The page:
Harambe calendar

A local educator has released the latest version of a calendar to help people find out about African American cultural events in the community. Alex Zan has been producing the Harambe Family Events calendar for many years. City Councilor Sena Magill made an announcement at last week’s City Council meeting. (download the calendar)

“Harambe, Swahili for ‘all pull together,’ cultural events objectives are to inspire and unify area citizens to communicate more effectively and create and maintain a positive environment for change and civility,” Magill said. 

The calendar can be downloaded as a .PDF and can help map out 2022. 

“The calendar also strives to strengthen family relationships and nurture cultural awareness, particularly among African Americans who have experienced a lack of inclusion in many area events,” Magill said.

Magill said physical copies of the calendar will be distributed throughout the community. 

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Council briefed on affordable housing funds

A firm hired to conduct an audit of the Charlottesville Affordable Housing Fund presented preliminary results to City Council at their final meeting of the year in the early morning of December 21. 

HR&A had already completed an affordable housing plan as part of the Cville Plans Together initiative but Council paid an additional $165,000 to the firm for that audit, as well as creation of a program to ensure that the upcoming rewrite of the zoning code is inclusionary. The adopted plan called for the city to spend $10 million on housing for at least ten years. 

The Charlottesville Affordable Housing Fund was created in 2007 as one tool for the city to increase the number of subsidized housing units. No audit has ever been conducted, and the city has struggled to hold on to housing coordinators, a position which has been vacant since the summer of 2020. 

“We went back to records going back to 2010 and we’re talking about just shy of $47 million here, the vast majority of $38 million being local and city housing trust fund money,” said Phillip Kash of HR&A. 

Kash said there are three major areas funded by the CAHF. They are development of new units and rehabilitation of existing ones, programs and operations of housing nonprofits, or city administration. 

The main beneficiary of city funding has been Piedmont Housing Alliance, followed by the Charlottesville Redevelopment and Housing Authority. 

“That’s really tied to the Friendship Courts project in particular, and this really moves their position on this pretty significantly,” Kash said. 

The analysis also broke down how much return the city got on its investment. Rehabilitation and construction of single family homes are the most expensive per unit. New construction has been subsidized at a range between $20,000 and $45,000, with rehabilitation between $3,000 and $25,000 a unit. 

Kash said there are some initial lessons that can be learned. 

“Funding that was authorized by the city was not spent or followed up on,” Kash said. “While it was awarded, what it was awarded for was not necessarily ending up happening or wasn’t actually used. There are a couple of examples of projects being delayed or projects not being built yet. There were projects actually located outside the city. There’s a clear pattern of needing better reporting or monitoring.”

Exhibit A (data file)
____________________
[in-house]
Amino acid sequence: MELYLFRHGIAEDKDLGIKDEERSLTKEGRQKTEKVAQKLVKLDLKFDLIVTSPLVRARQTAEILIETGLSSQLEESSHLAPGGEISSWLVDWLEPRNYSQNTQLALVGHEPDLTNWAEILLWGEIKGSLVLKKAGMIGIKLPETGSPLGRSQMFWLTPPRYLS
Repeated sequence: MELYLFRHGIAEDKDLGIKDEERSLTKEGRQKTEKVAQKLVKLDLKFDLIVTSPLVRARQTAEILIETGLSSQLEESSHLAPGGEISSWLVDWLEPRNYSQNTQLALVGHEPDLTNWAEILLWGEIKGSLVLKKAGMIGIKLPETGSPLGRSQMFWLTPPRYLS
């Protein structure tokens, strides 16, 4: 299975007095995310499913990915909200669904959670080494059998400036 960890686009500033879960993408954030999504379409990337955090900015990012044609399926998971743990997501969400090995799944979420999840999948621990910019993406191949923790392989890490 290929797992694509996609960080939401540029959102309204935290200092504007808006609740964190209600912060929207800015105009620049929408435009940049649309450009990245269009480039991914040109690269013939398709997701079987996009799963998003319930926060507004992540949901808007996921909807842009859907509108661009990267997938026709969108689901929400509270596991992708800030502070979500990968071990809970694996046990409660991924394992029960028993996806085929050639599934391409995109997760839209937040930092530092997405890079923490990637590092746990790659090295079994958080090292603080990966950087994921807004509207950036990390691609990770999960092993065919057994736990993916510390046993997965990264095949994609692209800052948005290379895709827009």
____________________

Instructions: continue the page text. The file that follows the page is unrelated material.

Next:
A final report will be developed early next year. Recommendations will inform the next capital improvement program. 

Outgoing Mayor Nikuyah Walker said she wants funding to go be producing housing and not to support nonprofits.

“Keeping an organization afloat should not be our goal if they’re not delivering,” Walker said. “I think what ultimately once this report is finished, the community will see that we haven’t been mindful at all regarding the funds that we are allocating and we need to be more mindful.” 

A graph in the preliminary report showing what organizations have received
Council cancels CDBG-funded sidewalk on Franklin Street

In their final item of the year, Council agreed to cancel a project to build a sidewalk on Franklin Street using federal funds that come through the Community Development Block Grant process. The project had been selected by a task force but was defunded earlier this year because it could not be completed by a federal deadline. 

Deputy City Manager Sam Sanders recommended Council consider moving away from the task force model. 

“Routinely, a task force model doesn’t necessarily help to meet the regulatory conditions because typically what you’re doing is simply allowing community members to pick projects and they don’t necessarily always know the details that go into executing,” Sanders said. 

In 2017, the city selected the Belmont neighborhood to be the recipient of CDBG funds and a task force recommended $204,263 funding go toward the Franklin Street sidewalk. This spring, staff said they would seek to reallocate funds back to the project, but Sanders had concerns it would once again not be completed in time to meet a May 2022 deadline. 

“Engineering complications exist today in order for us to be able to move forward,” Sanders said. “The reality is it should not have been selected.” 

Sanders, who has only been with the city since August, said the process is flawed. In addition, Sanders said this project did little to address low-income residents. 

Council agreed to cancel the project. Sanders will return with an update to the city’s ordinance to eliminate the task force’s role in favor of a staff advisory body that would seek input from the Planning Commission and Council. 

Resources:
Year in Review relegated to Twitter

This has been a very busy year for Town Crier Productions with 163 newsletter, 51 Weeks Ahead, and a whole lot of reporting and research. I had intended to create a Year In Review, but 2022 is going to begin with a bang so my concentration is going there.

However, I am continuing to do a Year in Review on the cvilletowncrier account on Twitter. If you want to review the year, take a look there. After about 16 hours of work reviewing previous installments of this newsletter, I’ve only gotten as far as March. So, take a look there, and please retweet and like and share. 

Thanks for all of your support this year, and let’s see what 2022 brings us. Stay safe!